Fazzino wants to help schools put students first
jiannetta@ cecilwhig. com
— Since filing for a seat on the Cecil County Board of Education, Jim Fazzino has visited more than a third of the county’s schools.
As he’s walked the school hallways and talked to teachers, principal and students, Fazzino said he’s been most struck by the inequity in the system and the barriers to success students face.
“I was really surprised to learn about the impact poverty plays in education here in Cecil County,” Fazzino said. “It really boils down to, how do we work together to have the same exceptional experience in each of those five areas under the umbrella of Ce-
cil County Public Schools?”
Fazzino, an e- learning supervisor at Baltimore County Public Schools, is competing with Erin Doordan and Ron Lobos in the primary for the District 2 seat, which largely covers the northern Elkton area. The two candidates with the most votes in the non- partisan April 26 primary will move on to the general election in November.
As a school board member, Fazzino said his top priority would be making sure all decisions are made in the best interest of students, whether those decisions are related to curriculum, policy, the budget or staffing.
Part of that means making sure students have better access to technology and investing in the school system’s aging facilities so every student has an appropriate learning environment, he said. Fazzino was pleased that County Executive Tari Moore’s proposed budget includes funding to support many of the system’s infrastructure needs.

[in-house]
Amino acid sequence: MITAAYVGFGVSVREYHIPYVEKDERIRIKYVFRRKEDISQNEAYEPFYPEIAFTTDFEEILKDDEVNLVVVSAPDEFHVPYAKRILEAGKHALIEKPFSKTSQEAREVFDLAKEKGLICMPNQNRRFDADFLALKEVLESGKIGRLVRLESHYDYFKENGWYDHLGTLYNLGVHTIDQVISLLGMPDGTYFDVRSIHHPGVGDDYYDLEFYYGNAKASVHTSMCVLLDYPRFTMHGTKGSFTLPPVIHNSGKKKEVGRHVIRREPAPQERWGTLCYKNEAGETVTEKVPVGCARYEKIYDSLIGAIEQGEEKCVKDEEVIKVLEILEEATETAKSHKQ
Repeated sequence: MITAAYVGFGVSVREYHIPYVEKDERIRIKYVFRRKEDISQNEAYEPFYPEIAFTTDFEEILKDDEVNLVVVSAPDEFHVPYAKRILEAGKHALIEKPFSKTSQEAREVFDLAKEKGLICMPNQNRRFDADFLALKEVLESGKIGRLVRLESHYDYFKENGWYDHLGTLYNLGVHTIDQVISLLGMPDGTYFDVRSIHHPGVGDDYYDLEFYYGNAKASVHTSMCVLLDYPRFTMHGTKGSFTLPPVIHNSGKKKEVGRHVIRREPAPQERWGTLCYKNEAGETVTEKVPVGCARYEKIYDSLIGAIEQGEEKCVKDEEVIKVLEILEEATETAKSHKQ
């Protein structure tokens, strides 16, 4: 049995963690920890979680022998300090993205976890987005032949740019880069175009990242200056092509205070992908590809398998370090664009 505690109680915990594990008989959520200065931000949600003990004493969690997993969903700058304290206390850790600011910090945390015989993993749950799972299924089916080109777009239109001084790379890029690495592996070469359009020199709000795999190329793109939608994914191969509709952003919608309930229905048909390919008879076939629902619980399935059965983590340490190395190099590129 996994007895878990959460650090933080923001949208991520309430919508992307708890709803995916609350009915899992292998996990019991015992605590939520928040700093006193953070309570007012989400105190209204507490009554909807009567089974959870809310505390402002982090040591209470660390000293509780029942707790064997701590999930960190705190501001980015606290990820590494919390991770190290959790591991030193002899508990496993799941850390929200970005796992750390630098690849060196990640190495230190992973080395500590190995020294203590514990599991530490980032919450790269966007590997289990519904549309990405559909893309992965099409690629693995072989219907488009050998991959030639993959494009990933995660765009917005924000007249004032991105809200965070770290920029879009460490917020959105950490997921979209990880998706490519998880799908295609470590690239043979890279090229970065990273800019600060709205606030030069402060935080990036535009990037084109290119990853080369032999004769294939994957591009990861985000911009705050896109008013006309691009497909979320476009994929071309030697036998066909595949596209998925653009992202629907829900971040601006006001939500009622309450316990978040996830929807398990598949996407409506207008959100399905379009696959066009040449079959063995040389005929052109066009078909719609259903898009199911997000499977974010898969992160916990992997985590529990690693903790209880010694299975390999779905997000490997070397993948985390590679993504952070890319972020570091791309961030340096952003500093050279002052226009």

Though Moore only gave CCPS maintenance of effort funding for its operating budget, Fazzino said until he understands what the system will cut to deal with the decrease and how those cuts will affect student success, he can’t take a position on the funding.
“To be fiscally responsible, we need to make sure that we’re tying everything back to students at the center,” he said, noting that if staffing allocations for areas such as English as a second language, special education and drug education are cut, students could feel the effects.
As an educator for the past 18 years, Fazzino said it’s always important to have high expectations for students and he noted that the Common Core curriculum sets uniformly high standards for students so they can be college and career ready.
Fazzino also emphasized that Common Core does allow for local control because it’s up to each individual school system to design its own curriculum to meet those standards. Fazzino wants to see Cecil County have some of the state’s strongest schools, which means holding students to high standards, something that Common Core does.
“We have to have a plan about moving forward to increase our student success rate,” he said. “We’re good but I think we can go from good to great and from great to excellent.”
Fazzino is a graduate of Bloomsburg University of Pennsylvania and has a master’s degree in education from Johns Hopkins University. He also has school leadership and administration certification from Loyola University Maryland. Fazzino and his wife, Melissa, an instructional coach at CCPS, live in Elkton with their two children, who both attend county schools.